Lawmaker briefs FAMU on changes to Good Samaritan Act

Silvers meets with faculty and students Tuesday about House Bill 595
Photo Submitted by Tracey Belizaire

Student leaders, faculty and members of Florida A&M’s police department joined state Rep. David Silvers Tuesday in the Student Senate chambers to learn about a new state law, House Bill 595.

HB 595 is an extension to the 911 Good Samaritan Act of 2012, which created immunity for someone who sought out medical assistance for a drug overdose. HB 585 amends the 911 Good Samaritan Act by extending immunity for use or possession of drugs, violation of pretrial release, a person seeking aid for an alcohol overdose ad more. 

“The Board of Governors wanted to expand on that medical advocacy to alcohol specifically for individuals under 21,” Silvers, a Democrat from West Palm Beach, said. 

The Board of Governors deemed it a priority after the 2017 alcohol poisoning death of FSU student Andrew Coffey, the victim of an off-campus fraternity event. Silvers recalled a similar incident while he was a student at the University of Florida, and explained why he chose to sponsor the bill. 

“This is a personal issue to me,” Silvers said. “When the Board of Governors asked me to be the sponsor of this bill I said yes. I’ll make it my absolute mission to make it in one session.” 

There were several questions and concerns addressed Tuesday afternoon. FAMU Police Chief Terrence M. Calloway shared his worries, saying the bill was not clear enough for consumers. 

“I just think that when we are putting it out it needs to have some clarity to it,” said Calloway. “They need to understand that when we put this out the medical portion needs to be inclusive with the bill information as well.”

During the roundtable students and staff voiced their concerns regarding the bill’s details and if police training for this legislation has been established. Silvers informed everyone that the bill is still being developed and the point of the Tuesday’s event was to collect feedback to bring back to perfect the bill.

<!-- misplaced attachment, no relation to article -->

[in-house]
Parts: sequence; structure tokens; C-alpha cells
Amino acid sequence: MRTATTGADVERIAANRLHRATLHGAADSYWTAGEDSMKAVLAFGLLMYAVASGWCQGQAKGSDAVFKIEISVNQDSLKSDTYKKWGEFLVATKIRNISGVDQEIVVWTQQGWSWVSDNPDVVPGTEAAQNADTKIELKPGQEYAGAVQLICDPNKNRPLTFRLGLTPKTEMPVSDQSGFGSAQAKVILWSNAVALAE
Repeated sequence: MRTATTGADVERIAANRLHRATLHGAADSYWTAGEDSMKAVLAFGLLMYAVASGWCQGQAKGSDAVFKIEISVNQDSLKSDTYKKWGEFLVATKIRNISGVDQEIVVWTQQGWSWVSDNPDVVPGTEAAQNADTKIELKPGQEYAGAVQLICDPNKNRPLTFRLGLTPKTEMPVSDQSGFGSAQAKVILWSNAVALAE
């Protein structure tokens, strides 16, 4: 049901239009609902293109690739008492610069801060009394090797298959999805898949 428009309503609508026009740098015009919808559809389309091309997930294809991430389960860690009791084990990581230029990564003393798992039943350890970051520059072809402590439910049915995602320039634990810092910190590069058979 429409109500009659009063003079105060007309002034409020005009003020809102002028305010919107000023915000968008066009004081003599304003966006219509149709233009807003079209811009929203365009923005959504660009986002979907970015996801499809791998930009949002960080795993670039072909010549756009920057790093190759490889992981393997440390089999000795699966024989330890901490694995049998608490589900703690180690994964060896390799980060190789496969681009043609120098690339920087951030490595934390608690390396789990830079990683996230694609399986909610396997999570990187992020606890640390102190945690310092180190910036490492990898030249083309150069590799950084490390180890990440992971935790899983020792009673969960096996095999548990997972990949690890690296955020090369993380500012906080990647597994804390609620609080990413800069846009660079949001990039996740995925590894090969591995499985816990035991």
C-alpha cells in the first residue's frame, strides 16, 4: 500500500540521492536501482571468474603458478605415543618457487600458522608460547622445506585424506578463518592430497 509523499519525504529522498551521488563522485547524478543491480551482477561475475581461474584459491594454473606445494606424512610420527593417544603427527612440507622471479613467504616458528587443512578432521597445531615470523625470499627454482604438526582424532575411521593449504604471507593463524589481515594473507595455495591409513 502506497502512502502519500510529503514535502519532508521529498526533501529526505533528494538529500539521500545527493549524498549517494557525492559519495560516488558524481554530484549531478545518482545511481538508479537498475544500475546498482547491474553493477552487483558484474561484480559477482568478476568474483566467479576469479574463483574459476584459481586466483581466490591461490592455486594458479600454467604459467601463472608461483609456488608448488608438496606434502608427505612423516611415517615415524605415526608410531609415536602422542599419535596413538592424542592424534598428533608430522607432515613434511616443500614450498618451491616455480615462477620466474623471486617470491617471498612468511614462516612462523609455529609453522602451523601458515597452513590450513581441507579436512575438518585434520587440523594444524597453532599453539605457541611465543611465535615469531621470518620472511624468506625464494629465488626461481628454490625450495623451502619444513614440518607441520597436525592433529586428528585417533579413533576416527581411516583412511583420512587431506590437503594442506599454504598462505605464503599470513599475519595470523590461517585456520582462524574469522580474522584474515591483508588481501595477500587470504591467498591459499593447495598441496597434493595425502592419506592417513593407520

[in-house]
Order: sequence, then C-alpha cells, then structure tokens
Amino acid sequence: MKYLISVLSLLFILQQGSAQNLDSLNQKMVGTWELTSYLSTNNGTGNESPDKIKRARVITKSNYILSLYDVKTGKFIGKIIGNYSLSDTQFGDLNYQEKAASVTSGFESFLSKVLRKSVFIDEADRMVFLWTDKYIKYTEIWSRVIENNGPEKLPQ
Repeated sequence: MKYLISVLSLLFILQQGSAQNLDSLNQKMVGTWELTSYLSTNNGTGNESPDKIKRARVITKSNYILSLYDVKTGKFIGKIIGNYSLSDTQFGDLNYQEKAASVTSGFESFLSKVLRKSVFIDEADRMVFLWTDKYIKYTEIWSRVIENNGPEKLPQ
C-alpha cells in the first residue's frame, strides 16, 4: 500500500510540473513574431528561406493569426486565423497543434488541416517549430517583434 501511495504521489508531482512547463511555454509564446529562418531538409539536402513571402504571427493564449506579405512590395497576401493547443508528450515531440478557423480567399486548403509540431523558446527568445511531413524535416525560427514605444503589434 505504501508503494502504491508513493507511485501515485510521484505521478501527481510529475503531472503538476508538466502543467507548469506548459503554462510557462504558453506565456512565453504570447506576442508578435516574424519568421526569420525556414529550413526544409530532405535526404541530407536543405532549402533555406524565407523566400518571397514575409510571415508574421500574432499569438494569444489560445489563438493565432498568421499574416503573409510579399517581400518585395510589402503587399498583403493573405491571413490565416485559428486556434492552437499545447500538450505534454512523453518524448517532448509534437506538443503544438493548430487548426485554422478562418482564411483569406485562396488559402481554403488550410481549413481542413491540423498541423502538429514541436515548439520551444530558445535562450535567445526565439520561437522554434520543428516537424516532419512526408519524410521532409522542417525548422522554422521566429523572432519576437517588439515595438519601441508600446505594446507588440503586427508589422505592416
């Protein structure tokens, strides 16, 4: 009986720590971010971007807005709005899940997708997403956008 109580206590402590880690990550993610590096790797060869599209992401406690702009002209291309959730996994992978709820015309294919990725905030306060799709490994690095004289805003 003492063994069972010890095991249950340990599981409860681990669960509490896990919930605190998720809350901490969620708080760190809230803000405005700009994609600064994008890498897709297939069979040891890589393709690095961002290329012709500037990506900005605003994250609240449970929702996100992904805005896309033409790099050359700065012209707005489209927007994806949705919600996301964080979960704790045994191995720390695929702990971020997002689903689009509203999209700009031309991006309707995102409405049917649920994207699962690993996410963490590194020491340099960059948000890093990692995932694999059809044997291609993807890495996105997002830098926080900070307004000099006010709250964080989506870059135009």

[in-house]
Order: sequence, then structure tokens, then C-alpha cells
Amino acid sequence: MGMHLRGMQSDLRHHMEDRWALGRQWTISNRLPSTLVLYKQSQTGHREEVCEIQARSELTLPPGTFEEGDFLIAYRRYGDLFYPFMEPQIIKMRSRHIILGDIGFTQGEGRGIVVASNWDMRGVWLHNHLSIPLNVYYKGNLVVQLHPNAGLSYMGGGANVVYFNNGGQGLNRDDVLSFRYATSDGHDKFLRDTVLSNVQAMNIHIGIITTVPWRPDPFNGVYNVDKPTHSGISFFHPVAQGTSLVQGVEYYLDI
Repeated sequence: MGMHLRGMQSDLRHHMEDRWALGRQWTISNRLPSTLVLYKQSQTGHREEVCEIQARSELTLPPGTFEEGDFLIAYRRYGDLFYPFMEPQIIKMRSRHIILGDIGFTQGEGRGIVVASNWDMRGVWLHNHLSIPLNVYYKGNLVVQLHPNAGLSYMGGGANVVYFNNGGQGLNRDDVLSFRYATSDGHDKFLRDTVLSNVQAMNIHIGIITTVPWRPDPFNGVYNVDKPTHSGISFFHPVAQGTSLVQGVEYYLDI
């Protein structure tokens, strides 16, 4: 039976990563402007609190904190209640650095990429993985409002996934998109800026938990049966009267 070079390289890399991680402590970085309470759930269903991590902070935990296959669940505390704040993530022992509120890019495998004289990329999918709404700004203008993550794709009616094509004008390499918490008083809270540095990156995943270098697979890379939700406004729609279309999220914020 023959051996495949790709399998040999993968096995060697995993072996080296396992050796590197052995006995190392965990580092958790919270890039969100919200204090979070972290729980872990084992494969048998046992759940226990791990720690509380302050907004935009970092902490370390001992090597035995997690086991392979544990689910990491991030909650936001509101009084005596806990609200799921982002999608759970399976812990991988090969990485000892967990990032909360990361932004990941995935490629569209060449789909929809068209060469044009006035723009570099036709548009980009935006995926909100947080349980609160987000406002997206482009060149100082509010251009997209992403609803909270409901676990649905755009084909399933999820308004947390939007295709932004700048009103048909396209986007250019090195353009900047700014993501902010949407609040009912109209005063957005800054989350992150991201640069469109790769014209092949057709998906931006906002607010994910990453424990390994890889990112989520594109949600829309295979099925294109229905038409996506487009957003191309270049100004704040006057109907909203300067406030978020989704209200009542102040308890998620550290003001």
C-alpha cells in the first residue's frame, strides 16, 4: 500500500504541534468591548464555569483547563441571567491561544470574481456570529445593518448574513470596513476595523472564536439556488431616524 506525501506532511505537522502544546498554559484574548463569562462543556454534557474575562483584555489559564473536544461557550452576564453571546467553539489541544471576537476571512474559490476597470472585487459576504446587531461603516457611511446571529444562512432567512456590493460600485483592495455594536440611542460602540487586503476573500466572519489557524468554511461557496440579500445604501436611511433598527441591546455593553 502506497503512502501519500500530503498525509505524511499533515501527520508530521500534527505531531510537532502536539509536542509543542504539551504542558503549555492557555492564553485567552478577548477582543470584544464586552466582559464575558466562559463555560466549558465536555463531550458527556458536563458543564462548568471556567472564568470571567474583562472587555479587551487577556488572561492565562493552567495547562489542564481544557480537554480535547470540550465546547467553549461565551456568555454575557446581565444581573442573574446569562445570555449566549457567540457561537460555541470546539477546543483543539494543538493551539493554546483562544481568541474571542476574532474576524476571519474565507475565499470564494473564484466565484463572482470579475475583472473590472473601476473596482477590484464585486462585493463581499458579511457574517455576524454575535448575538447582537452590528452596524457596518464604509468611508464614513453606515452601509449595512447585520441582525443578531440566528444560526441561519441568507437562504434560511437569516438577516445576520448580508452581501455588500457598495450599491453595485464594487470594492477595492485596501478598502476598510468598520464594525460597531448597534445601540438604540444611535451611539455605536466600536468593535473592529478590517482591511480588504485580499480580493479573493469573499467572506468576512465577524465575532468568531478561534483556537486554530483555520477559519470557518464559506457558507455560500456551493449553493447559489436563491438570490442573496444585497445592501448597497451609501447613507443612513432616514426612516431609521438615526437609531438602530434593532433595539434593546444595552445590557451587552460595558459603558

As far as informing students, FAMU SGA and other student leaders came up with ideas to spread the word about the bill such as infusing it into the curriculum, posting via social media and even having pamphlets on shuttles that transport students to parties. 

The substance of HB 595 has been implemented in other states such as Ohio, Texas, and Alabama. Silvers encouraged everyone to spread the word about HB 595. He believes that it would save lives. FAMU is one of the few public universities Silvers has visited. He said he will be at other public and private universities in Florida. 

Political science student Reilly Stoner believes the bill is important for students and said he appreciates Silvers coming to FAMU to communicate with students and faculty directly.

“It’s an important piece of legislation to help our students feel safe on campus,” said Stoner. “It’s important for people like us to give our feedback to our lawmakers.”

The bill was approved by the governor on June 7, and it took effect on July 1.